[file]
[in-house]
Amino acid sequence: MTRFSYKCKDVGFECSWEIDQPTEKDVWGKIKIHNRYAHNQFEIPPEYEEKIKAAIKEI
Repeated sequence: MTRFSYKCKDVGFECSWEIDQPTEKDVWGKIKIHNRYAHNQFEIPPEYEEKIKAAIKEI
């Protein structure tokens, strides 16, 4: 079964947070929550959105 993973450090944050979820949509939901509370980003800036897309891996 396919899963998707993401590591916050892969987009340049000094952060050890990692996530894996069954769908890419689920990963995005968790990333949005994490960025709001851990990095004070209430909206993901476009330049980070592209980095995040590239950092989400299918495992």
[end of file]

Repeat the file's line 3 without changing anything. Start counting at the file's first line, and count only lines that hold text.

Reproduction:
Repeated sequence: MTRFSYKCKDVGFECSWEIDQPTEKDVWGKIKIHNRYAHNQFEIPPEYEEKIKAAIKEI